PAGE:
Donny Martorello, WDFW wolf policy lead, said both of the ranchers who lost livestock to the Profanity Peak pack met that requirement by using range riders to help keep watch over their herds, and by removing or securing cattle carcasses to avoid attracting wolves. One rancher, he said, also turned his calves out to pasture at a higher weight to improve their chance of surviving an attack by predators.


Once the number of dead and injured cattle reached the threshold for lethal action, WDFW took incremental steps to remove wolves from the pack, as specified in the protocol.


Key events in the department’s involvement with the Profanity Peak pack include:


  • Early June: Ranchers arrived with their livestock on federal grazing allotments. WDFW field staff captured two adult members of the Profanity Peak pack and fitted them with GPS radio-collars, allowing the department to monitor the pack’s movements.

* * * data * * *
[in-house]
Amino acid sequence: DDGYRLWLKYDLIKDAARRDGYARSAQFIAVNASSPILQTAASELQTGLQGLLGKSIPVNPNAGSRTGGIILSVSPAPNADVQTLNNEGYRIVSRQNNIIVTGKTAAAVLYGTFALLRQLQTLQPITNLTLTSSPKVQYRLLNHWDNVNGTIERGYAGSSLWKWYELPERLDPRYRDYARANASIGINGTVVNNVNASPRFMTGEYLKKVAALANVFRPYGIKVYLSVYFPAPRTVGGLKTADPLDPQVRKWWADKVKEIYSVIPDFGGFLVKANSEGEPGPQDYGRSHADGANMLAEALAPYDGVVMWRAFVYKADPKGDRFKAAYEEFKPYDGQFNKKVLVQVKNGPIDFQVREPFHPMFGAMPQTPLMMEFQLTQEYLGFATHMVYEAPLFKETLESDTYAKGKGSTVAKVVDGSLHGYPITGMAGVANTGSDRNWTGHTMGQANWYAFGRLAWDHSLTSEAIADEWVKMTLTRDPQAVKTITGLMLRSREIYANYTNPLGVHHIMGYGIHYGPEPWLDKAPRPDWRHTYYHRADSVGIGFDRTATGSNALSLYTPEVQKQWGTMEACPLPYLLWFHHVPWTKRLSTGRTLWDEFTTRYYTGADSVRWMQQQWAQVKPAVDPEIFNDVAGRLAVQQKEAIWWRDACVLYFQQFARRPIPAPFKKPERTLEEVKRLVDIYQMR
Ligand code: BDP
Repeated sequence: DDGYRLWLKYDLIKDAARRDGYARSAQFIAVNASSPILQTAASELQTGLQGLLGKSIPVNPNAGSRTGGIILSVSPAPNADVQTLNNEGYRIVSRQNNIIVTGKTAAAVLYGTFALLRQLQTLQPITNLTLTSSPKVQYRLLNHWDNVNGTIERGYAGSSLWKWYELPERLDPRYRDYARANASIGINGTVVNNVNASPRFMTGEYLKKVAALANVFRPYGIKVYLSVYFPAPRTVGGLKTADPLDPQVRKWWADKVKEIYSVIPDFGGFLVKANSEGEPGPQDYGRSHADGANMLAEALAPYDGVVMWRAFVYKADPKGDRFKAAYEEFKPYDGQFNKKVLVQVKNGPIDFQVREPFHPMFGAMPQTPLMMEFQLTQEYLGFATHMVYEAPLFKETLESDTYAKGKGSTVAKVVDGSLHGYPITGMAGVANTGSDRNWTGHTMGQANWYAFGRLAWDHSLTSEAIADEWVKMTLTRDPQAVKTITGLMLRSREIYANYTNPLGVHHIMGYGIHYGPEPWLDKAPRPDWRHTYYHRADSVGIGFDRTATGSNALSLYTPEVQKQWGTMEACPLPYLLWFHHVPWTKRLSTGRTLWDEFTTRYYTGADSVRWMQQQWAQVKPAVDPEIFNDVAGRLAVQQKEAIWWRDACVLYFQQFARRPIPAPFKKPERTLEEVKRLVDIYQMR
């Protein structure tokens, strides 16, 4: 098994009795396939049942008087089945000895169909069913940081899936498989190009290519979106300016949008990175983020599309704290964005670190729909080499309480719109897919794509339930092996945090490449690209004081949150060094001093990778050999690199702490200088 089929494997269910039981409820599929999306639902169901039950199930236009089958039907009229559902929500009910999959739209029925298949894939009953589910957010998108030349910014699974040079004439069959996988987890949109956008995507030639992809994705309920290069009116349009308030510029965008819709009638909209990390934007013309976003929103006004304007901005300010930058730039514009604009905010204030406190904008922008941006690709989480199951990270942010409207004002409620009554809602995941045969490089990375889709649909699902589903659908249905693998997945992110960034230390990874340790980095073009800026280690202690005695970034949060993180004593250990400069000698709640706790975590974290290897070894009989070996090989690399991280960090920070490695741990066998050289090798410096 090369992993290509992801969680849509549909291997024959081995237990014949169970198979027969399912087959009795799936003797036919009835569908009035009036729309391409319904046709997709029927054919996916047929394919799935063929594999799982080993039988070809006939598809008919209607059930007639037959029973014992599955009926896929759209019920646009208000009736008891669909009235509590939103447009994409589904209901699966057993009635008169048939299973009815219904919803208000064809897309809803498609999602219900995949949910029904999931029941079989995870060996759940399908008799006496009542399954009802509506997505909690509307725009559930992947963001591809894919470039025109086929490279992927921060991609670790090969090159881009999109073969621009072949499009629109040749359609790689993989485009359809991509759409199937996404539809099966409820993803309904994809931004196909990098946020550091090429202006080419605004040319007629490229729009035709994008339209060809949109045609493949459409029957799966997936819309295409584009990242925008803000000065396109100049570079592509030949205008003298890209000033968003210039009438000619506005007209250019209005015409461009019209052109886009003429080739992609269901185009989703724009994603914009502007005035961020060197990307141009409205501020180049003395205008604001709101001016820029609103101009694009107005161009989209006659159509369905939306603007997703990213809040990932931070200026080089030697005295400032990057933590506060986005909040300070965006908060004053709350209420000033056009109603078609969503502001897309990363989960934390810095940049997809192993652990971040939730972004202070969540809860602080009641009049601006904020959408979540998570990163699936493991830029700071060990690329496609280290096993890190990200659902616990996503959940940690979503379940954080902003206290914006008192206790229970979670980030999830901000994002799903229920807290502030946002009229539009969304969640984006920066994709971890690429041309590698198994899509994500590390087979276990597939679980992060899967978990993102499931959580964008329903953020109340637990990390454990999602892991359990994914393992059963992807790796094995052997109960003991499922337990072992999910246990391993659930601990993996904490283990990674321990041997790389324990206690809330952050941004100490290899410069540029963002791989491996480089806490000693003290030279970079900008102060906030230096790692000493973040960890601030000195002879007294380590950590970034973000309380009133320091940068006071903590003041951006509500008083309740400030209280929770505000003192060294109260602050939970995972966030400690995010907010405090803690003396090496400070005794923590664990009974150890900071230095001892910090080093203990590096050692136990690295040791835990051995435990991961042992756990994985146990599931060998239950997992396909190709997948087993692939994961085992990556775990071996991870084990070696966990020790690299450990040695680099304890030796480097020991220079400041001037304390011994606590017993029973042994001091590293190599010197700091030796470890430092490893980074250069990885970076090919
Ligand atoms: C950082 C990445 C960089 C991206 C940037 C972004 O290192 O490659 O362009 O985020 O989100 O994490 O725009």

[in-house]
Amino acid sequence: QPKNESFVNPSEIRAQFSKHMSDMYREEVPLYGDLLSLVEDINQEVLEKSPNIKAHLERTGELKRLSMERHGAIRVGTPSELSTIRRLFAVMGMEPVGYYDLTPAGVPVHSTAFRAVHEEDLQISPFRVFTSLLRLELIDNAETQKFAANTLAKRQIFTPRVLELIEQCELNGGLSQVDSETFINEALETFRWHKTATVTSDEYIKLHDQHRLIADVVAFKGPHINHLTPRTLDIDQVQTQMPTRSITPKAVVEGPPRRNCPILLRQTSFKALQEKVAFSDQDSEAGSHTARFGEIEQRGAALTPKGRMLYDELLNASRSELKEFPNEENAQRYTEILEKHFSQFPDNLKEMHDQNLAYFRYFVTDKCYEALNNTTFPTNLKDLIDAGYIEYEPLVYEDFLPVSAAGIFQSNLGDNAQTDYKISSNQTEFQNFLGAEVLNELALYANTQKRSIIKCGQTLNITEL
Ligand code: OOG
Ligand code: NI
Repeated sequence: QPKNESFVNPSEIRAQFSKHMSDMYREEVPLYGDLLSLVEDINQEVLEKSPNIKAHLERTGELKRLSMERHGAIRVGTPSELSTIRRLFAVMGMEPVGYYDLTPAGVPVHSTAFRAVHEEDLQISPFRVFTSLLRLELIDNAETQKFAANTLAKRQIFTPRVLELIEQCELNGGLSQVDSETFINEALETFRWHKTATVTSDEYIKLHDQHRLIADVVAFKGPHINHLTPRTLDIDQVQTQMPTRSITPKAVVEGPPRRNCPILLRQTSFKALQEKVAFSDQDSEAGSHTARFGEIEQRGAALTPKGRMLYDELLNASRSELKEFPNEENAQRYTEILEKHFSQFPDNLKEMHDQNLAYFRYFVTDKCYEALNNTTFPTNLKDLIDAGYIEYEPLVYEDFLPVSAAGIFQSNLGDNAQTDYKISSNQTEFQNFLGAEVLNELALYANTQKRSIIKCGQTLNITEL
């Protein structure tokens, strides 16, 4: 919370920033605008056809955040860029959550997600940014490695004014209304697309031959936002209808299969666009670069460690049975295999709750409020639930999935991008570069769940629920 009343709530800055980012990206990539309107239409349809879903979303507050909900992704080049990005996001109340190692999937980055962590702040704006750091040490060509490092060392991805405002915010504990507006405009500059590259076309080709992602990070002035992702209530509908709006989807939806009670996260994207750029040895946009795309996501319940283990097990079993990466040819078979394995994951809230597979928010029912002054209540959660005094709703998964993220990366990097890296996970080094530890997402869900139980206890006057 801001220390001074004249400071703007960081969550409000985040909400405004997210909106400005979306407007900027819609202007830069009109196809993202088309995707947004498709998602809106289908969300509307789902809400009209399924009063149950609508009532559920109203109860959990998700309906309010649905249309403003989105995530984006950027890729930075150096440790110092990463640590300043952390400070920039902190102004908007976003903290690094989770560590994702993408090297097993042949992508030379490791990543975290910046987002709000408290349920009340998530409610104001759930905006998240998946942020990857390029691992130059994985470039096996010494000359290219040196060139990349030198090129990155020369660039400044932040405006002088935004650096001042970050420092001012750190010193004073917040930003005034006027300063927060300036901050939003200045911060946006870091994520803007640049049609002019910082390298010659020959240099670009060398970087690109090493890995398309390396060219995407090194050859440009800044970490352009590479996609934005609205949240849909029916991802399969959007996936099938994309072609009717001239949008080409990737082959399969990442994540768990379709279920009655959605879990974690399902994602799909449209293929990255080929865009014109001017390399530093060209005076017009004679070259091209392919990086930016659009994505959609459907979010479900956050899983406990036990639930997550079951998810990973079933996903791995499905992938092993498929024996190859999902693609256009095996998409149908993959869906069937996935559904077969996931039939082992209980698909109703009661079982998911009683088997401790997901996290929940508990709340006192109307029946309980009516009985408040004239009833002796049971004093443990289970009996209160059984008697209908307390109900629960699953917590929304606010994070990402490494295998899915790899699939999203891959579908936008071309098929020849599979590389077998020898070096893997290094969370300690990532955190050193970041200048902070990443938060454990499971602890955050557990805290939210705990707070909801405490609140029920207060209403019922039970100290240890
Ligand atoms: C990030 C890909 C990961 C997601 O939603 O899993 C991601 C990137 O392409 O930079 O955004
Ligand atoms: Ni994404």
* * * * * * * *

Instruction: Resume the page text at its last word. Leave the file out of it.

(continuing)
• July 8: WDFW confirmed the first calf killed by wolves.


  • July 12: WDFW documented two probable wolf attacks, one of which was on a second rancher’s allotment.


  • Aug. 3: WDFW confirmed the fourth and fifth wolf attack on cattle and documented three probable wolf attacks. Per the protocol, the WDFW director authorized staff to remove some members of the pack to deter further depredation.


  • Aug. 5: WDFW removed two female wolves from the Profanity Peak pack.


  • Aug.18-19: The director ended his authorization for lethal removal after 14 days without a depredation. The next day, he authorized the removal of up to the full pack after field staff documented four more wolf attacks, two confirmed and two probable.


  • Aug. 21-Sept. 29: WDFW removed five more wolves from the Profanity Peak pack.


  • Oct 3: WDFW documented the last depredation on cattle by the Profanity Peak pack.


  • Oct 18: WDFW suspended lethal removal of wolves in the Profanity Peak pack.


Martorello said WDFW will continue to closely monitor the pack and will renew efforts to remove wolves if they return to preying on livestock this year.